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The Last Dinosaur


Anyone over sixty-five might remember The Saturday Review of Literature, the magazine’s longer name while I was in high school. Why I subscribed is a mystery; but it looked good in the mass of stuff I carried around much of the time. One of the highlights was a regular cartoon by Burr Shafer titled “Through History with J. Wesley Smith.” If you need a testimonial, consider President Harry Truman’s compliment addressed to Shafer: “I’m very proud that I’m smart enough to get the point.”

The eponymous J. Wesley Smith ricocheted from Egypt through the Enlightenment, making offhand observations along the way that history would ultimately prove to have been accurate. One toga-clad Roman overseer, for example, turns to another in the construction shack, grumbling, “Romulus must be crazy. He expects us to get all this done today.” Or a ruffled, misshapen swan, watching its elegant counterpart glide across the pond, grouses, “I, on the other hand, have a beautiful mind.”

In one of my favorites, a thoughtful dinosaur comments to his friend on change in the weather: “I don’t know about you, but this cold snap has me worried.” I’ll admit the average dinosaur had a brain the size of a tangerine, so any speculation about awareness of their doom is silly. But is it possible architects are equally oblivious to the passing of an architectural trend or even an entire movement? Philip Johnson was notable for his chameleon-like ability to morph from one style to another. A former colleague once observed: “And there would go Philip, running after the train, as it left the station, and shouting ‘Wait! Wait! I’m the engineer!'”

Asbury UMC: The Last Dinosaur

In 1919, during the final months of the Great War, the vestry of Asbury Methodist Episcopal church recognized the limitations on programming imposed by an outgrown building. Reverend B. D. E. Barnes—known to his friends as “The Venerable Bede”—had become pastor a few years earlier, afire with the Social Gospel and frustrated in his attempts to expand church programs for its members and the community at large. The cramped 1880s Gothic Revival sanctuary required three Sunday services (at 8:00, 9:30, and 11:00), daycare had taken over the rectory’s living and dining rooms, and Sunday school held classes in a space without toilets. Pastor Barnes had convinced his governing board (well supplied with successful merchants) that the time had come to build. So an announcement appeared in the Improvement Bulletin inviting architects to schedule interviews and hawk their wares.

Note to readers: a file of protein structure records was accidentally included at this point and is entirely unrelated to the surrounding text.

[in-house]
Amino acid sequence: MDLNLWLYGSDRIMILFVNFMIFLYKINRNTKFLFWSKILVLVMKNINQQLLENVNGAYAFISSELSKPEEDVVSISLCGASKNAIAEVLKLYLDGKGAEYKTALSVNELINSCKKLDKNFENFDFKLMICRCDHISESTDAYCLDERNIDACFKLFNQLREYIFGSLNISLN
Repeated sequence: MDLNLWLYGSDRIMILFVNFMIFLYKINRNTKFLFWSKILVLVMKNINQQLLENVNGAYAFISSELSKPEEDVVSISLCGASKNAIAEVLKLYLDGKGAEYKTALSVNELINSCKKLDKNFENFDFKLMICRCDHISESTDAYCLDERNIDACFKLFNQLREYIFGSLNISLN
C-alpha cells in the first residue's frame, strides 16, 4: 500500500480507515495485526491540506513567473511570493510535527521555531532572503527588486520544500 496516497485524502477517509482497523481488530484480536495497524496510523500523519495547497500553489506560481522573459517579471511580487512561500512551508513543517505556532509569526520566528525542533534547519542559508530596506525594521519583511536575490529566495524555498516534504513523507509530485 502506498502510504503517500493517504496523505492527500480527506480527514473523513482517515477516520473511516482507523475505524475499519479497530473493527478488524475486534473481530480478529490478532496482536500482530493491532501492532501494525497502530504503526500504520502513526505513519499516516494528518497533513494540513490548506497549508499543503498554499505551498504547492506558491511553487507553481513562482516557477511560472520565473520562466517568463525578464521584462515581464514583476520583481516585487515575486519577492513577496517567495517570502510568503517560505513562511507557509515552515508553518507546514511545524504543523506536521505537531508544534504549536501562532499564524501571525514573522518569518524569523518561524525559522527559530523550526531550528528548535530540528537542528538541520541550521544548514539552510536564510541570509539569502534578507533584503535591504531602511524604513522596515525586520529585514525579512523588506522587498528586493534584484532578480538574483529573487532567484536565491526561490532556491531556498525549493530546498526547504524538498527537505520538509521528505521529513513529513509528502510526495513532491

It was common practice for clients to seek architectural services this way: 1) assess parish needs and estimate available resources; 2) schedule two or three evenings for interviews; and 3) schedule interested architects for 30-minute time slots.¹ Architects from as far afield as Omaha, Sioux City, and Des Moines might have evidenced regional interest, but others like W. C. Jones of Chicago were already doing work in the state (at Cedar Rapids) and would have found little difficulty working at a distance from their home base. Though Jones specialized in church design—with several “Social Gospel” designs to their credit—it was Des Moines architects Liebbe Nourse & Rasmussen² who prevailed. [Frankly, I was surprised, since Jones, alone or with his former partner Gilbert Turnbull, had already designed precisely the sort of Akron-Auditorium building which would have satisfied Rev Barnes’s Christian Socialist vision. Could Jones have been presumptive; too sure of himself?]